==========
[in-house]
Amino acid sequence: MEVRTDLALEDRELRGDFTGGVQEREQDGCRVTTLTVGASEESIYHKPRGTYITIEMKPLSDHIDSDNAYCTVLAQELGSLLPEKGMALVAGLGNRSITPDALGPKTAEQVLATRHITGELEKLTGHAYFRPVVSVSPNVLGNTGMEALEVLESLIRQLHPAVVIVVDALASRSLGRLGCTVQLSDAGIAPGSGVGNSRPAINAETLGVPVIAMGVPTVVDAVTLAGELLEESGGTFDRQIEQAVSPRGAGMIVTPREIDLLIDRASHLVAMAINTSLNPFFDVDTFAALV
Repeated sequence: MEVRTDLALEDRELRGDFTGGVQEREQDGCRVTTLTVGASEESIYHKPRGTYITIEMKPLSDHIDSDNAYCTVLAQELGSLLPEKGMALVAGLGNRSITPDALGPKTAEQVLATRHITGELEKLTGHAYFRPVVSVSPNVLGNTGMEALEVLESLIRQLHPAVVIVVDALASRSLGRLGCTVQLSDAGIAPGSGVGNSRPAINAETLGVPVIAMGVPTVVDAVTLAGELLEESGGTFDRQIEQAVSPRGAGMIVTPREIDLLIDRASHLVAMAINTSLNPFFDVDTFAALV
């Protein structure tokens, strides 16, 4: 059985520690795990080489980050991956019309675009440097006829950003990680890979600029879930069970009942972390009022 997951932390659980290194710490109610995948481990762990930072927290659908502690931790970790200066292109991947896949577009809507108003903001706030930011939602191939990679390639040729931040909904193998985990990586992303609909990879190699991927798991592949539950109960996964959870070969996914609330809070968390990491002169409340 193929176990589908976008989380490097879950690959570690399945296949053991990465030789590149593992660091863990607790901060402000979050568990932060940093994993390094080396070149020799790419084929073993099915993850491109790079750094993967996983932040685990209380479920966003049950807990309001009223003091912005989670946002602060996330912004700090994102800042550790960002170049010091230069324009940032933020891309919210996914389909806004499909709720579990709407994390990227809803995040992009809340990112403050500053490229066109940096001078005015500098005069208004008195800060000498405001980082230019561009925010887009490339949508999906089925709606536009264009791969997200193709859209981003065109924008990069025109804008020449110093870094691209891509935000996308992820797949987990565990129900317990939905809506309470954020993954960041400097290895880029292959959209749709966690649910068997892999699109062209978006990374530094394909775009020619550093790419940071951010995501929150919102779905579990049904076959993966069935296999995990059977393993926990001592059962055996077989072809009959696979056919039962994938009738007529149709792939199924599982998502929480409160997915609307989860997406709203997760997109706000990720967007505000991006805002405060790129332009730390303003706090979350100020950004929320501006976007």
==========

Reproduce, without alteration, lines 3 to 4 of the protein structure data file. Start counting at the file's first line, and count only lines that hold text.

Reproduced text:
Repeated sequence: MEVRTDLALEDRELRGDFTGGVQEREQDGCRVTTLTVGASEESIYHKPRGTYITIEMKPLSDHIDSDNAYCTVLAQELGSLLPEKGMALVAGLGNRSITPDALGPKTAEQVLATRHITGELEKLTGHAYFRPVVSVSPNVLGNTGMEALEVLESLIRQLHPAVVIVVDALASRSLGRLGCTVQLSDAGIAPGSGVGNSRPAINAETLGVPVIAMGVPTVVDAVTLAGELLEESGGTFDRQIEQAVSPRGAGMIVTPREIDLLIDRASHLVAMAINTSLNPFFDVDTFAALV
């Protein structure tokens, strides 16, 4: 059985520690795990080489980050991956019309675009440097006829950003990680890979600029879930069970009942972390009022 997951932390659980290194710490109610995948481990762990930072927290659908502690931790970790200066292109991947896949577009809507108003903001706030930011939602191939990679390639040729931040909904193998985990990586992303609909990879190699991927798991592949539950109960996964959870070969996914609330809070968390990491002169409340 193929176990589908976008989380490097879950690959570690399945296949053991990465030789590149593992660091863990607790901060402000979050568990932060940093994993390094080396070149020799790419084929073993099915993850491109790079750094993967996983932040685990209380479920966003049950807990309001009223003091912005989670946002602060996330912004700090994102800042550790960002170049010091230069324009940032933020891309919210996914389909806004499909709720579990709407994390990227809803995040992009809340990112403050500053490229066109940096001078005015500098005069208004008195800060000498405001980082230019561009925010887009490339949508999906089925709606536009264009791969997200193709859209981003065109924008990069025109804008020449110093870094691209891509935000996308992820797949987990565990129900317990939905809506309470954020993954960041400097290895880029292959959209749709966690649910068997892999699109062209978006990374530094394909775009020619550093790419940071951010995501929150919102779905579990049904076959993966069935296999995990059977393993926990001592059962055996077989072809009959696979056919039962994938009738007529149709792939199924599982998502929480409160997915609307989860997406709203997760997109706000990720967007505000991006805002405060790129332009730390303003706090979350100020950004929320501006976007």